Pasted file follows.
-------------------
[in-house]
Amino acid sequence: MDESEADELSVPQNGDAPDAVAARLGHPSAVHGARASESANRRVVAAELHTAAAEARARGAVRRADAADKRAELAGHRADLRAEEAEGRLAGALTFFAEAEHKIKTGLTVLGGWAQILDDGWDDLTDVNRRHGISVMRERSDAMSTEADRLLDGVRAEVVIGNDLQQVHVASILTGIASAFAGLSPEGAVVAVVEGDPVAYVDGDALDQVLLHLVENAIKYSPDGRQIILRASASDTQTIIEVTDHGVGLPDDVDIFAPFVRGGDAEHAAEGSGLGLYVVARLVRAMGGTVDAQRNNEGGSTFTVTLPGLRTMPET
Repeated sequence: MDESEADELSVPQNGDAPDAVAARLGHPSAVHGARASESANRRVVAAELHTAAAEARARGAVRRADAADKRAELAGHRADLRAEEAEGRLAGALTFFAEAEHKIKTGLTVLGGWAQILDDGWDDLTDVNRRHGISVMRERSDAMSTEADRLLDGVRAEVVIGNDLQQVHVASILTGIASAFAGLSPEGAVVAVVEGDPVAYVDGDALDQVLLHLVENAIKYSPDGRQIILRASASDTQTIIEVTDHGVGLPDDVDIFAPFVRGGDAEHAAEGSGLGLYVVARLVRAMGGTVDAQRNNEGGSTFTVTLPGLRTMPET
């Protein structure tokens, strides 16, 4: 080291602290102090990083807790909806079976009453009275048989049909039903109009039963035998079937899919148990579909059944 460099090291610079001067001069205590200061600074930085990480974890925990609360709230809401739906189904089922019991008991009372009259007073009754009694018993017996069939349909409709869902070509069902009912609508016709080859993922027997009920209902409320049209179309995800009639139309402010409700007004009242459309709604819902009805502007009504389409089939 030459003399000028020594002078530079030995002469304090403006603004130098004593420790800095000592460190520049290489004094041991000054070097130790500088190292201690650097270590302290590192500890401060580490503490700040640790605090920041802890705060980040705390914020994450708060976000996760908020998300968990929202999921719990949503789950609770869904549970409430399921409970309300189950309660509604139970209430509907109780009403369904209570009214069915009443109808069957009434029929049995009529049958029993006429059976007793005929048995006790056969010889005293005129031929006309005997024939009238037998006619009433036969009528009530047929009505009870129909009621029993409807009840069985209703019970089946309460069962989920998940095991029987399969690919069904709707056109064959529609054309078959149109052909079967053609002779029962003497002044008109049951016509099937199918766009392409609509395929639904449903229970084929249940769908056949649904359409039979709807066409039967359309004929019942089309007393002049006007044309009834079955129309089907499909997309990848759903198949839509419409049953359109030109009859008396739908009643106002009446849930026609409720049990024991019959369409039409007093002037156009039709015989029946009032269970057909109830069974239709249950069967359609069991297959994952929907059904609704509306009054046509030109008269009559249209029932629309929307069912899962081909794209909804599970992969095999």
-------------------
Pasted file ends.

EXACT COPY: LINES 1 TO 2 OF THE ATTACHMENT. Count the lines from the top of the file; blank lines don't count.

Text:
[in-house]
Amino acid sequence: MDESEADELSVPQNGDAPDAVAARLGHPSAVHGARASESANRRVVAAELHTAAAEARARGAVRRADAADKRAELAGHRADLRAEEAEGRLAGALTFFAEAEHKIKTGLTVLGGWAQILDDGWDDLTDVNRRHGISVMRERSDAMSTEADRLLDGVRAEVVIGNDLQQVHVASILTGIASAFAGLSPEGAVVAVVEGDPVAYVDGDALDQVLLHLVENAIKYSPDGRQIILRASASDTQTIIEVTDHGVGLPDDVDIFAPFVRGGDAEHAAEGSGLGLYVVARLVRAMGGTVDAQRNNEGGSTFTVTLPGLRTMPET